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To “Your Honour”

 

Defense of James Franklin to Samuel Sewall

SIR,

I am inform’d that your Honour was a leading Man in the late Extraordinary procedure against F —— n the Printer: And inasmuch as it cannot be long before you must appear at Christ‘s enlightned Tribunal, where every Man’s work shall be tryed, I humbly beseech you, in the Fear of GOD, to consider & Examine, whether that Procedure be according to the strict Rules of Justice and Equity? It is manifest, that this Man had broke no Law; and you know, Sir, that where there is no Law, there can be no Transgression: And, Sir, methinks you cannot but know, that it is highly unjust to punish a Man by a Law, to which the Fact committed is Antecedent. The Law ever looks forward, but never backward; but if once we come to punish Men, by vertue of LawsEx post Facto, Farewel Magna Charta, and English Liberties, for no Man can ever be safe, but may be punished for every Action he does by Laws made afterwards. This in my humble Opinion, both the Light of Nature and Laws of Justice abhor, and is what ought to be detested by all Good Men.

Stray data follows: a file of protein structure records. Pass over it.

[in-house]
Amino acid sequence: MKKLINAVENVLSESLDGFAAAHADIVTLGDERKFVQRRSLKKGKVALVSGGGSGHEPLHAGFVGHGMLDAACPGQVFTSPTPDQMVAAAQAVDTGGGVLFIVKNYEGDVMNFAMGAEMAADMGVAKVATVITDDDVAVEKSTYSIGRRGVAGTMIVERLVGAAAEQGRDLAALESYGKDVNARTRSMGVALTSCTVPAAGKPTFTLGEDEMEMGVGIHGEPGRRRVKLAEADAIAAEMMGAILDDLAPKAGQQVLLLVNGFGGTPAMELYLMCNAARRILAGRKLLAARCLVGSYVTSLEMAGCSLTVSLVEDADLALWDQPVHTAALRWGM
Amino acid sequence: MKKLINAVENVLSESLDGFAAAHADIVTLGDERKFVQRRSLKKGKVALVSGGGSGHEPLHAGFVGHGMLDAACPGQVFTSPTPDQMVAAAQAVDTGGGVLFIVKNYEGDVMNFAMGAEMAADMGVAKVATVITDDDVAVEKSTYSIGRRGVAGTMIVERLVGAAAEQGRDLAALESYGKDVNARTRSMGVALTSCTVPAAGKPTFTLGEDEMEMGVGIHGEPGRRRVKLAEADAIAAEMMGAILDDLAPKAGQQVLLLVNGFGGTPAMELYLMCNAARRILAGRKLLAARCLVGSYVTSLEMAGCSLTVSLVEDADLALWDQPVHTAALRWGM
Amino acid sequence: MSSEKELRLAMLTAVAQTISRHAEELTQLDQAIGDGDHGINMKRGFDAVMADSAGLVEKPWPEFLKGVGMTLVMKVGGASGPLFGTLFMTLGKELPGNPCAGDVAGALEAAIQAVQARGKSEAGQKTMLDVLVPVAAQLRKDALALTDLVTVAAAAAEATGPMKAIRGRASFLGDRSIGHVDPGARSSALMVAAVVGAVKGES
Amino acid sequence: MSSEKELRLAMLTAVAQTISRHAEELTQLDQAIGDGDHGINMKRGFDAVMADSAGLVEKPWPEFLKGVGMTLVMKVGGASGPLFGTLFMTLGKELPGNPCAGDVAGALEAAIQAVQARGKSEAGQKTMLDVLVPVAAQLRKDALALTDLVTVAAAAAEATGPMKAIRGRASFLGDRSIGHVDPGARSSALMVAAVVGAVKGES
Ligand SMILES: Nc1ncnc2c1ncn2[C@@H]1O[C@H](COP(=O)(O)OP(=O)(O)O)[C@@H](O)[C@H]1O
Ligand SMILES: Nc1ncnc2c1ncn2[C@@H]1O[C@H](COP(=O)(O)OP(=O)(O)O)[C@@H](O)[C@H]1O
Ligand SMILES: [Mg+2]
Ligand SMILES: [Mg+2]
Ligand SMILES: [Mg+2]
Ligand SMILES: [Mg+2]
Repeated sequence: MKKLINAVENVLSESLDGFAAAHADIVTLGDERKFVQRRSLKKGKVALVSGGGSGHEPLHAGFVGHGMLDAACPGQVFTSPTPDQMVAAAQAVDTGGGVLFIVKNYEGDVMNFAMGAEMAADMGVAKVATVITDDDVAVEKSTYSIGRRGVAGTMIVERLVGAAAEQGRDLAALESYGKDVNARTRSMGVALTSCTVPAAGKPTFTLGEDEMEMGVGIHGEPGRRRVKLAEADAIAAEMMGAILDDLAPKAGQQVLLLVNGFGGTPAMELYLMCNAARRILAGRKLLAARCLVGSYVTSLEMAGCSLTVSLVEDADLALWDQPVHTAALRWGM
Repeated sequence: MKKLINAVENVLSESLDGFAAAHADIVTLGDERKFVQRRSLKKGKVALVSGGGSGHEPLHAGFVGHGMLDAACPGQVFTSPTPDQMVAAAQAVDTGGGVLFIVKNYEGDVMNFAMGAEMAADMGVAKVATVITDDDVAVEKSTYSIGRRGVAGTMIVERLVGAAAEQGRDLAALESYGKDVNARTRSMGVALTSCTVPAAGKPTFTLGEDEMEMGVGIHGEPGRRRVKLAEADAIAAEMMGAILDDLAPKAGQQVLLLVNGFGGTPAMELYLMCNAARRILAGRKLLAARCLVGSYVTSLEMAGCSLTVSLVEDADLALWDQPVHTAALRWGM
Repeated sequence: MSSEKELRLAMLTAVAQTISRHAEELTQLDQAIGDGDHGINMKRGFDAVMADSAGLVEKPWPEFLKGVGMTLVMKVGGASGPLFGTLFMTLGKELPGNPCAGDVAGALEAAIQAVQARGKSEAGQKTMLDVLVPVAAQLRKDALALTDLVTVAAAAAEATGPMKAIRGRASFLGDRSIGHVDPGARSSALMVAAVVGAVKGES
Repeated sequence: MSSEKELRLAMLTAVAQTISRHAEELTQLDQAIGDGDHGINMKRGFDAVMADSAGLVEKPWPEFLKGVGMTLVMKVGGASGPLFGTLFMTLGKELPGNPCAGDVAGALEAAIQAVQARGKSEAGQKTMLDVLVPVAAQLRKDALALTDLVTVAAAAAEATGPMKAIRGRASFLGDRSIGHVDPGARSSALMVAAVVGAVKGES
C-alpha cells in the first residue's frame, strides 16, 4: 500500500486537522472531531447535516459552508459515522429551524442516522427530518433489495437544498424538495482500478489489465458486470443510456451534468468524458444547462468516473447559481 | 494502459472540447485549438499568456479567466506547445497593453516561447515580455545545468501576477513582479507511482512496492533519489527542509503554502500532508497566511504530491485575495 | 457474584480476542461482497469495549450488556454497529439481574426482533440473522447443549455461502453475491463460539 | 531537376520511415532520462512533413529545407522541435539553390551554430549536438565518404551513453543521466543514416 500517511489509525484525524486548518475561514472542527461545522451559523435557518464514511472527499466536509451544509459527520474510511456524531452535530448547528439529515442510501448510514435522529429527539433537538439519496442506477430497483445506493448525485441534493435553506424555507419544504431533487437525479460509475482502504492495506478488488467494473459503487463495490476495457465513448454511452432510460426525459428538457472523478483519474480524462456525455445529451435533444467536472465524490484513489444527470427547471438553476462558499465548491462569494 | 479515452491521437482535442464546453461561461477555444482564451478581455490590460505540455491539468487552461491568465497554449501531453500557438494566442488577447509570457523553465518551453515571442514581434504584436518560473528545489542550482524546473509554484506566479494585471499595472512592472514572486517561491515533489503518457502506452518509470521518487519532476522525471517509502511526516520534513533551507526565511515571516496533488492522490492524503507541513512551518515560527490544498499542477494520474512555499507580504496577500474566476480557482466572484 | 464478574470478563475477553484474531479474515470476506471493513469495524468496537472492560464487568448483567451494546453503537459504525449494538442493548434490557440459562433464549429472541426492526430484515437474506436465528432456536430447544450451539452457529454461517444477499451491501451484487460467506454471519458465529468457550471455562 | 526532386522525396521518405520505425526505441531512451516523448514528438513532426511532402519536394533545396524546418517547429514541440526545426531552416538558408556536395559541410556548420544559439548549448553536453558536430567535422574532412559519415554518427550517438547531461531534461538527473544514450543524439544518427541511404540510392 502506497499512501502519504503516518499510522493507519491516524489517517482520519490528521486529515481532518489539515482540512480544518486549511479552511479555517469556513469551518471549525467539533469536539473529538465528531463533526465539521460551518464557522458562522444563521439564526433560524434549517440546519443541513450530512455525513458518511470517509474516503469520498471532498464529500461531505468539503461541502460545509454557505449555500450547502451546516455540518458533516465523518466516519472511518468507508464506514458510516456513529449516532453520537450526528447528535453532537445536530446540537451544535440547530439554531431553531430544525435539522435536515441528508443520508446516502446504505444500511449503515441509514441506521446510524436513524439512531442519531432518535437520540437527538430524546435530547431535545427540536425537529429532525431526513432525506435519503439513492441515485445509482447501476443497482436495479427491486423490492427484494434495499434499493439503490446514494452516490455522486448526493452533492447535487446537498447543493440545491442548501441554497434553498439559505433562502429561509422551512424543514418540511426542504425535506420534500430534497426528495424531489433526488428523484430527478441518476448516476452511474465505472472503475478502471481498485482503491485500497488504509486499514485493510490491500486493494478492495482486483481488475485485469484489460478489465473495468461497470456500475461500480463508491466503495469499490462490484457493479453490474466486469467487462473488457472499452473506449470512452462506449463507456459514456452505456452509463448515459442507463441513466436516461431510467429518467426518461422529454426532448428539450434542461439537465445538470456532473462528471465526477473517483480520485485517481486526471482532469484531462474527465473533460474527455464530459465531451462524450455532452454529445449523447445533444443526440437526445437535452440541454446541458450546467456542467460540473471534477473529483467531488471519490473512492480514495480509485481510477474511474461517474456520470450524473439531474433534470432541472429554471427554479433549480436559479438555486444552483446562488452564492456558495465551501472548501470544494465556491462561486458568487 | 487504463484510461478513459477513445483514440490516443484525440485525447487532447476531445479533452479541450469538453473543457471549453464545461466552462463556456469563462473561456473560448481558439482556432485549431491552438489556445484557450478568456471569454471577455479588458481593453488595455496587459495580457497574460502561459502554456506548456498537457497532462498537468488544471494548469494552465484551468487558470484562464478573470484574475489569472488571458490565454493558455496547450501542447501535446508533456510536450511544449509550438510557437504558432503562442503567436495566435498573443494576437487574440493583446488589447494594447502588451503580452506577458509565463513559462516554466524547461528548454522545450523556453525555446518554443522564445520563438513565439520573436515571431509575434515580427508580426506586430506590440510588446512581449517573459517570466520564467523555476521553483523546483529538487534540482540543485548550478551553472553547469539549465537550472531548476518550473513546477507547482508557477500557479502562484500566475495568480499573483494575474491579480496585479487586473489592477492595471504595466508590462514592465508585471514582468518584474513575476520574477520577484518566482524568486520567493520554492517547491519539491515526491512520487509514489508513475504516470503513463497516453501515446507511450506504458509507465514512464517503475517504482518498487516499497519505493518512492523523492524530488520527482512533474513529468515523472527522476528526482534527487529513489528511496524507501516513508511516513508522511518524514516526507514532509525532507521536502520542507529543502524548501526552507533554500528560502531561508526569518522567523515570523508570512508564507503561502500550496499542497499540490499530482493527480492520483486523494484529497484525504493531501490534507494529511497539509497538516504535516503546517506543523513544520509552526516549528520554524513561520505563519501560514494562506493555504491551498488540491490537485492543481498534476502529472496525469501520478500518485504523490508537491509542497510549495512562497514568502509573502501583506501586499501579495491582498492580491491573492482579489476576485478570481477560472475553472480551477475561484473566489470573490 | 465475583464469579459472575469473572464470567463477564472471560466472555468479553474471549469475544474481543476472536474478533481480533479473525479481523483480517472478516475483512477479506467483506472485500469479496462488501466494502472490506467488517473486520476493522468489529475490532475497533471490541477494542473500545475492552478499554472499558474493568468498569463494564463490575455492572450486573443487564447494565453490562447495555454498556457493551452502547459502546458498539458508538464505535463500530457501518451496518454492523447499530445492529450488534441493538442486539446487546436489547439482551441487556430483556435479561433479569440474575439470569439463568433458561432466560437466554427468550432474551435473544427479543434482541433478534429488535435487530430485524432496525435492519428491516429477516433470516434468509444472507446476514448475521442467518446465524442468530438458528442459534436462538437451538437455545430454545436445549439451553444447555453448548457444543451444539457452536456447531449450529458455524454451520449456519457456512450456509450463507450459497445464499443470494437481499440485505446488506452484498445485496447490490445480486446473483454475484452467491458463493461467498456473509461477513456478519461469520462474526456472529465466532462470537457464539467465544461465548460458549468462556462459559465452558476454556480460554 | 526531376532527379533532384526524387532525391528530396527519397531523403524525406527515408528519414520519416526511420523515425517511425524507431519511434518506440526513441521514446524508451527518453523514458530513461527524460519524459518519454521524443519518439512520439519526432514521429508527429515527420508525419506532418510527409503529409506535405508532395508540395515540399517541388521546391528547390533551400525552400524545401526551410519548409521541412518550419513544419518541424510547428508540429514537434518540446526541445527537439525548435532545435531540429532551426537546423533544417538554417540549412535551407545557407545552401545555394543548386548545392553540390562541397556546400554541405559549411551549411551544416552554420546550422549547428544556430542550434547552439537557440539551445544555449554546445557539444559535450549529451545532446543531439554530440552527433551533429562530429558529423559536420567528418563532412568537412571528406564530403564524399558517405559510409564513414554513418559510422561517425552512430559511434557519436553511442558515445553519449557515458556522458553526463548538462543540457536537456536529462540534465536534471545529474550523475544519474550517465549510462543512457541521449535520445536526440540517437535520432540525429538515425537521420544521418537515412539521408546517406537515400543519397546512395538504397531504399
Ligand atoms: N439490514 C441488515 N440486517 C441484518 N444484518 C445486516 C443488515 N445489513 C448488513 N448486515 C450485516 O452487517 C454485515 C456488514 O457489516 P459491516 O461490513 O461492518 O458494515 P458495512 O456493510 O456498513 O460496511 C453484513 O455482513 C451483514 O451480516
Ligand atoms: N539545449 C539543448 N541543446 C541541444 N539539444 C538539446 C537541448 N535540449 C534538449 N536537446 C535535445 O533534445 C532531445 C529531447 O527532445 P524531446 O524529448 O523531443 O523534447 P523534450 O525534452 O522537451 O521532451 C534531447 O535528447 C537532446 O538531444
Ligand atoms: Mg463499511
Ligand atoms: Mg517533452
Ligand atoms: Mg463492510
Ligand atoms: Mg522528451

Where there is no Law, there can be no Transgression: And, Sir, methinks you cannot but know, that it is highly unjust to punish a Man by a Law, to which the Fact committed is Antecedent. -Ben Franklin

Summum jus, est summa injuria.

Moreover, this is not according to the procedure of the supream Judge of all the Earth, (who cannot but do right) which is the most perfect Rule for Humane Gods to copy after. You know, Sir, that he will Judge and punish Men, according to that Light and Law they were favour’d with; And that he will not punish the Heathen for disobeying the Gospel, of which they were intirely ignorant.

The end of Humane Law is to fix the boundaries within which Men ought to keep themselves; But if any are so hardy and presumptuous as to break through them, doubtless they deserve punishment. Now, If this Printer had transgress’d any Law, he ought to have been presented by a Grand Jury, and a fair Tryal brought on.

I would further observe to your Honour the danger of ill Precedents, and that this Precedent will not sleep; And, Sir, can you bear to think that Posterity will have Reason to Curse you on the Account hereof! By this our Religion may suffer extreamly hereafter; for, whatever those Ministers (if any such there were) who have push’d on this matter, may think of it, they have made a Rod for themselves in times to come, Blessed be God, we have a good King at present; but if it should please him for our Sins to punish us with a bad one, we may have a S —— y that will so Supervise our Ministers Sermons, as to suffer them to print none at all.

I would also humbly remind your Honour, that you were formerly led into an Error, which you afterwards Publickly and Solemnly (and I doubt not, Sincerely) Confess’d and repented of; and Sir, ought not this to make you the more Cautious & Circumspect in your Actions which relate to the publick all your Days?

The New-England Courant, February 4, 1722/3

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